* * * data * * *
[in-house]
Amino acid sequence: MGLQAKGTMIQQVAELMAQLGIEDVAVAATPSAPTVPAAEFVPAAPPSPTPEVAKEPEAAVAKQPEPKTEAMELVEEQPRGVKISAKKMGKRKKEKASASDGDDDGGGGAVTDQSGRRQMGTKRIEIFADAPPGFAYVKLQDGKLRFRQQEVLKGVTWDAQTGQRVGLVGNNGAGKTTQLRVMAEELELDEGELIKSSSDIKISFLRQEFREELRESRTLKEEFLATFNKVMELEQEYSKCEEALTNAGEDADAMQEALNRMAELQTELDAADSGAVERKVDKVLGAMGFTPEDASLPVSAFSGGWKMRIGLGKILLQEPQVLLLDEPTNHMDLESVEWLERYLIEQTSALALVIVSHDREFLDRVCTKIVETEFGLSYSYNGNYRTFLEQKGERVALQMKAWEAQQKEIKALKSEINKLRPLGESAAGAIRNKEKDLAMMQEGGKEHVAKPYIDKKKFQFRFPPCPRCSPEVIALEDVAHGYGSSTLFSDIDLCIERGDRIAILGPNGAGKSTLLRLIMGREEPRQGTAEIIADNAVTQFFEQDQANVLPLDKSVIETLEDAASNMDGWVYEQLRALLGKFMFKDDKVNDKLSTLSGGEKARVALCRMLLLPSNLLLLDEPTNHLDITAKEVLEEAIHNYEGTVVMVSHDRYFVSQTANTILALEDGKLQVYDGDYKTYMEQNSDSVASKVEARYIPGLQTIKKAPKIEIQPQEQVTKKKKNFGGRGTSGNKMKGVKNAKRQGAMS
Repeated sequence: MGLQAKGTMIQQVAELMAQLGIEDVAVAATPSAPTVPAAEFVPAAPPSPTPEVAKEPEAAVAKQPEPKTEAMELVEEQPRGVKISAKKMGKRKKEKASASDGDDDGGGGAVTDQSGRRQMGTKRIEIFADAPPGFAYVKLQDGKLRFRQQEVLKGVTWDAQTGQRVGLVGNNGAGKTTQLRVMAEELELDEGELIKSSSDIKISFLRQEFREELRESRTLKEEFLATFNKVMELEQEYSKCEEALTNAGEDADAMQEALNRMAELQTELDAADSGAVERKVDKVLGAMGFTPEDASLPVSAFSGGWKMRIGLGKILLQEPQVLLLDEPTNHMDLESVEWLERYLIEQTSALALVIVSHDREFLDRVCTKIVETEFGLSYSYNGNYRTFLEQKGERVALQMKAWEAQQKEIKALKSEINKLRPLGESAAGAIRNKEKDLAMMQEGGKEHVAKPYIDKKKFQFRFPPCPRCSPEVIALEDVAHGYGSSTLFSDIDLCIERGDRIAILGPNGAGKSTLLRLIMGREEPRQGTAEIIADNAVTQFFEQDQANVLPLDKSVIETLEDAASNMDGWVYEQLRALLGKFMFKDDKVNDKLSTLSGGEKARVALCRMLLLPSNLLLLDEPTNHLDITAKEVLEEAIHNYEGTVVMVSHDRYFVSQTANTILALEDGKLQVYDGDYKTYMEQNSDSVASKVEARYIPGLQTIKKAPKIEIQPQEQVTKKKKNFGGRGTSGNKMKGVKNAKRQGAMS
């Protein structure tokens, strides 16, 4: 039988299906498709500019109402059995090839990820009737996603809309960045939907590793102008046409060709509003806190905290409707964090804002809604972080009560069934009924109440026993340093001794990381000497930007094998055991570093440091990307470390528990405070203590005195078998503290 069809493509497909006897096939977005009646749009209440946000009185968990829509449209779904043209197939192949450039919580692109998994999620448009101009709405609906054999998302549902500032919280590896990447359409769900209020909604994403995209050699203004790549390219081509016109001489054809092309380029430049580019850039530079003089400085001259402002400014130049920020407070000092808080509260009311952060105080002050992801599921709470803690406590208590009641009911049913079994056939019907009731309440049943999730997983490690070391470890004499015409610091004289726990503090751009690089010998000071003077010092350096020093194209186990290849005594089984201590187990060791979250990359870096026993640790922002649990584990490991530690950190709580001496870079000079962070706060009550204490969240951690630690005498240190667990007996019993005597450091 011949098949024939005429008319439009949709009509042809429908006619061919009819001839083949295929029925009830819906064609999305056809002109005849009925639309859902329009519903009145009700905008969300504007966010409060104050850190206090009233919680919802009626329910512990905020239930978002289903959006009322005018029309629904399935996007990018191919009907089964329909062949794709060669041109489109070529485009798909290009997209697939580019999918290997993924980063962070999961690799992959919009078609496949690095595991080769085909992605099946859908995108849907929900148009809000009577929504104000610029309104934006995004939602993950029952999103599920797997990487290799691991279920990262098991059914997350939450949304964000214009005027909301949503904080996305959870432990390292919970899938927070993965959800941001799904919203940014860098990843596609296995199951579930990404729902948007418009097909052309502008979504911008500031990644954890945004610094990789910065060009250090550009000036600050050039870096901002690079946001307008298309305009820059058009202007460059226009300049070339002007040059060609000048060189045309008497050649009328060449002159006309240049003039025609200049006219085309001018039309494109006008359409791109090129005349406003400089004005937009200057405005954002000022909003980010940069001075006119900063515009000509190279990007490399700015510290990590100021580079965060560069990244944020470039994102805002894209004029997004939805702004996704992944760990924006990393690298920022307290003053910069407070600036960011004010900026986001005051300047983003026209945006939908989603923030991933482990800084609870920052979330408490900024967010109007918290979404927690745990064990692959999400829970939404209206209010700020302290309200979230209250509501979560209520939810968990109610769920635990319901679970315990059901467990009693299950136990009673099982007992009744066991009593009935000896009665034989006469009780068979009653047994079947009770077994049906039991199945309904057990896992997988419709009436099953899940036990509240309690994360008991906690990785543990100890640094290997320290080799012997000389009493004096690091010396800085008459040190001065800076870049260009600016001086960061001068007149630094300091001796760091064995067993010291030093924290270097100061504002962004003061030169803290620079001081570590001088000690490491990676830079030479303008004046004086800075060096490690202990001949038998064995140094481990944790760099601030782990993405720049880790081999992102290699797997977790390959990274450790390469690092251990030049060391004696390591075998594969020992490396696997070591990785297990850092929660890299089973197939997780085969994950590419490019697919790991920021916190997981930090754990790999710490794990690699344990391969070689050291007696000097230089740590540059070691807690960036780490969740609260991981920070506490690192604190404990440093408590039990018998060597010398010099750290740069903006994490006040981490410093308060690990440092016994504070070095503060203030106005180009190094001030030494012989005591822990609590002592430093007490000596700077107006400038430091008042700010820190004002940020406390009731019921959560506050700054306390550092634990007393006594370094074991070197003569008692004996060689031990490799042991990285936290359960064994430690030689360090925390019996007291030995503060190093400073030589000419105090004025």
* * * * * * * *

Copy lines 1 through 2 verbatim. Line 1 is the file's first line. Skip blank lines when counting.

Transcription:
[in-house]
Amino acid sequence: MGLQAKGTMIQQVAELMAQLGIEDVAVAATPSAPTVPAAEFVPAAPPSPTPEVAKEPEAAVAKQPEPKTEAMELVEEQPRGVKISAKKMGKRKKEKASASDGDDDGGGGAVTDQSGRRQMGTKRIEIFADAPPGFAYVKLQDGKLRFRQQEVLKGVTWDAQTGQRVGLVGNNGAGKTTQLRVMAEELELDEGELIKSSSDIKISFLRQEFREELRESRTLKEEFLATFNKVMELEQEYSKCEEALTNAGEDADAMQEALNRMAELQTELDAADSGAVERKVDKVLGAMGFTPEDASLPVSAFSGGWKMRIGLGKILLQEPQVLLLDEPTNHMDLESVEWLERYLIEQTSALALVIVSHDREFLDRVCTKIVETEFGLSYSYNGNYRTFLEQKGERVALQMKAWEAQQKEIKALKSEINKLRPLGESAAGAIRNKEKDLAMMQEGGKEHVAKPYIDKKKFQFRFPPCPRCSPEVIALEDVAHGYGSSTLFSDIDLCIERGDRIAILGPNGAGKSTLLRLIMGREEPRQGTAEIIADNAVTQFFEQDQANVLPLDKSVIETLEDAASNMDGWVYEQLRALLGKFMFKDDKVNDKLSTLSGGEKARVALCRMLLLPSNLLLLDEPTNHLDITAKEVLEEAIHNYEGTVVMVSHDRYFVSQTANTILALEDGKLQVYDGDYKTYMEQNSDSVASKVEARYIPGLQTIKKAPKIEIQPQEQVTKKKKNFGGRGTSGNKMKGVKNAKRQGAMS